Opinion

Males fall behind, stuck in pre-adulthood

Where have all the good men gone? Every girl has asked herself this question at some point or another. It seems like it’s taking longer and longer for boys to become men these days.

Many men in their 20s are stagnant in a new stage of human development called pre-adulthood, or lengthened adolescence. This is not the case with everyone, but there are enough boys falling into this category to make it a phenomenon.

Among today’s pre-adults, women are not only graduating from college in greater numbers, but also have higher GPAs than men. According to a recent article in The Wall Street Journal, women are more likely than men to succeed in graduate school and the workplace.

While women are busy working their way up in this competitive economy, getting married and having children right out of college has become optional and less common. Many are left wondering, “where are all the good guys?”

Generally, sociologists define adulthood with five milestones: finishing school, leaving home, becoming financially independent, getting married and having children. In the past, the average American male in his 20s would have surpassed what we would generally call “adulthood.” However, today the transition to adulthood is happening later than ever.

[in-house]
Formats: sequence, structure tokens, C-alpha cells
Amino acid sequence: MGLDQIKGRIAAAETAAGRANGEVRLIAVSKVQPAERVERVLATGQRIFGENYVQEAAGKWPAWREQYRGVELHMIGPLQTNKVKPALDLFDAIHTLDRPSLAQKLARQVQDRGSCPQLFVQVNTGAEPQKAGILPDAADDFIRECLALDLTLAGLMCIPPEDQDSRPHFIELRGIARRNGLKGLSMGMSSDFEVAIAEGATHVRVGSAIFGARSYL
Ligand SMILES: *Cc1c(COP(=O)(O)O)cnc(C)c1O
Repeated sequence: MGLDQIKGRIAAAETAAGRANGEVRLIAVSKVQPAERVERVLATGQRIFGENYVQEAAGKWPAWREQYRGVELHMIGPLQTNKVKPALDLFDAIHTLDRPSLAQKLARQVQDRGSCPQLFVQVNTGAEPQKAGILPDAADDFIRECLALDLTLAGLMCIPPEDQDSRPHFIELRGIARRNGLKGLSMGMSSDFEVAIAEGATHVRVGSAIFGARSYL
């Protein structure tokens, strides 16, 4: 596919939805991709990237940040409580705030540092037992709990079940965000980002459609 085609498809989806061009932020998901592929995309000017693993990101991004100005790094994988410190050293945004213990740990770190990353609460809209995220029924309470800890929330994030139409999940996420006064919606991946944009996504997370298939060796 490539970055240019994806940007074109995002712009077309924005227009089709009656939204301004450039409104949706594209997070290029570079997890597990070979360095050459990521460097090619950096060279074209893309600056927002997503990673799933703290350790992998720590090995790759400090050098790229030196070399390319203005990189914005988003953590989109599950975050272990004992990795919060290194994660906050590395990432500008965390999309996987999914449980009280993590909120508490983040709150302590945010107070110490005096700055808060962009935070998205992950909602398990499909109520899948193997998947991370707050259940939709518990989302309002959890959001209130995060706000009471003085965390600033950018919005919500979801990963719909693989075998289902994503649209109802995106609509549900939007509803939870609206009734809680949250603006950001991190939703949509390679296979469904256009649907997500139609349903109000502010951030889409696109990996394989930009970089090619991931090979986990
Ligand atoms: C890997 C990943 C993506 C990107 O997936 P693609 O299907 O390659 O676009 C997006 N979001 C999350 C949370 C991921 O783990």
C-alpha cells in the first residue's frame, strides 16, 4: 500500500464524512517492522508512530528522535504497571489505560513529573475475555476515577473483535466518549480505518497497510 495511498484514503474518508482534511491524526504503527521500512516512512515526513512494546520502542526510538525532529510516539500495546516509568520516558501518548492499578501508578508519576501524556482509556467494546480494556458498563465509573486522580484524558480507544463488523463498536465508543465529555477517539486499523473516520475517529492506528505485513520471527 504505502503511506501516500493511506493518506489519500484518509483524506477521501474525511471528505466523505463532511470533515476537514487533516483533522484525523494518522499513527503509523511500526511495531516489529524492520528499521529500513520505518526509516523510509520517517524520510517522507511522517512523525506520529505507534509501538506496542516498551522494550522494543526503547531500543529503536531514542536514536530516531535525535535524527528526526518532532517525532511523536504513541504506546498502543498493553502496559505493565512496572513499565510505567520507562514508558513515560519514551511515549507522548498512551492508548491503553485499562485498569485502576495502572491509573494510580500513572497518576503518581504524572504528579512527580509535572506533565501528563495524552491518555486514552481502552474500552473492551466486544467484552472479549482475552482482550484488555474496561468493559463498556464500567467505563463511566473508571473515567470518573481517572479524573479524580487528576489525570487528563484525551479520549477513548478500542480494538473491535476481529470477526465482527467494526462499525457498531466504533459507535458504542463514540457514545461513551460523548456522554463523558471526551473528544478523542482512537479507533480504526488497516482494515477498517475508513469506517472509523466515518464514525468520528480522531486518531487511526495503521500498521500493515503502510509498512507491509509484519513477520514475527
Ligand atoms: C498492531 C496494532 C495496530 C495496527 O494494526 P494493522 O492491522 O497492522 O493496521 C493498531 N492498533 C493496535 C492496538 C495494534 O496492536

In colleges filled with overconfident frat boys, socially awkward nerds and apathetic slackers, it’s no wonder why women are more academically successful than men. Rather than focusing on personal growth, today’s pre-adult males are more interested in immature fart jokes, playing Call of Duty all day and quoting Will Ferrell.

What happened to the positive male qualities like courage, patience and fidelity? It seems as if the old role of men has become extinct and the new role is just plain embarrassing. It sure as hell isn’t a turn on and doesn’t bring the best out of men.

Ladies, don’t waste your time on these boys. It takes time and patience to find someone you can respect and open your heart to that doesn’t drive you up a wall. Guys, grow up. Until then, we’re holding out for a hero.

Editorials represent the majority view of The Miami Hurricane editorial board.

March 6, 2011

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The Miami Hurricane

Student newspaper at the University of Miami


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